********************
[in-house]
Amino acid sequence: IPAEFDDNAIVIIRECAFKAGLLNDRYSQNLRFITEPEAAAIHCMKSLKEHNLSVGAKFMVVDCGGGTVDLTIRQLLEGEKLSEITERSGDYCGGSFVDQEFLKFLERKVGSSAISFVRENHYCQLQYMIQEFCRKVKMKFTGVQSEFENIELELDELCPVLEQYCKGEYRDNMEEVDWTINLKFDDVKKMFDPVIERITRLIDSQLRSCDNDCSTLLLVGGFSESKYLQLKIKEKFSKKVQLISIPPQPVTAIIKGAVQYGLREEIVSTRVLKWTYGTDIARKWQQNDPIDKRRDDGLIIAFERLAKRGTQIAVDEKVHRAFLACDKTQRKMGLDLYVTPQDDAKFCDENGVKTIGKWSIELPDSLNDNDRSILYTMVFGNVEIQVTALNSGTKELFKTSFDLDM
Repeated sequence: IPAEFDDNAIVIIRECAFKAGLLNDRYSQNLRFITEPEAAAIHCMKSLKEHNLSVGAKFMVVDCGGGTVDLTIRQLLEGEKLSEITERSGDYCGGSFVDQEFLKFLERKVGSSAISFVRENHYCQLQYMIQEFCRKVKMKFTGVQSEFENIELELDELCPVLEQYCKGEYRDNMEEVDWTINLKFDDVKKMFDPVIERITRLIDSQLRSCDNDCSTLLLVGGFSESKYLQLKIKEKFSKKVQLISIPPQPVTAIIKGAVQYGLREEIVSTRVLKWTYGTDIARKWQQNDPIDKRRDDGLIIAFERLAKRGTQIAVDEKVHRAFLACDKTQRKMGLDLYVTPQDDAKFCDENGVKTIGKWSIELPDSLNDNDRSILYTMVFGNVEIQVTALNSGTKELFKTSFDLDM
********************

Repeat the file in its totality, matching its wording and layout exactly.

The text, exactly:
[in-house]
Amino acid sequence: IPAEFDDNAIVIIRECAFKAGLLNDRYSQNLRFITEPEAAAIHCMKSLKEHNLSVGAKFMVVDCGGGTVDLTIRQLLEGEKLSEITERSGDYCGGSFVDQEFLKFLERKVGSSAISFVRENHYCQLQYMIQEFCRKVKMKFTGVQSEFENIELELDELCPVLEQYCKGEYRDNMEEVDWTINLKFDDVKKMFDPVIERITRLIDSQLRSCDNDCSTLLLVGGFSESKYLQLKIKEKFSKKVQLISIPPQPVTAIIKGAVQYGLREEIVSTRVLKWTYGTDIARKWQQNDPIDKRRDDGLIIAFERLAKRGTQIAVDEKVHRAFLACDKTQRKMGLDLYVTPQDDAKFCDENGVKTIGKWSIELPDSLNDNDRSILYTMVFGNVEIQVTALNSGTKELFKTSFDLDM
Repeated sequence: IPAEFDDNAIVIIRECAFKAGLLNDRYSQNLRFITEPEAAAIHCMKSLKEHNLSVGAKFMVVDCGGGTVDLTIRQLLEGEKLSEITERSGDYCGGSFVDQEFLKFLERKVGSSAISFVRENHYCQLQYMIQEFCRKVKMKFTGVQSEFENIELELDELCPVLEQYCKGEYRDNMEEVDWTINLKFDDVKKMFDPVIERITRLIDSQLRSCDNDCSTLLLVGGFSESKYLQLKIKEKFSKKVQLISIPPQPVTAIIKGAVQYGLREEIVSTRVLKWTYGTDIARKWQQNDPIDKRRDDGLIIAFERLAKRGTQIAVDEKVHRAFLACDKTQRKMGLDLYVTPQDDAKFCDENGVKTIGKWSIELPDSLNDNDRSILYTMVFGNVEIQVTALNSGTKELFKTSFDLDM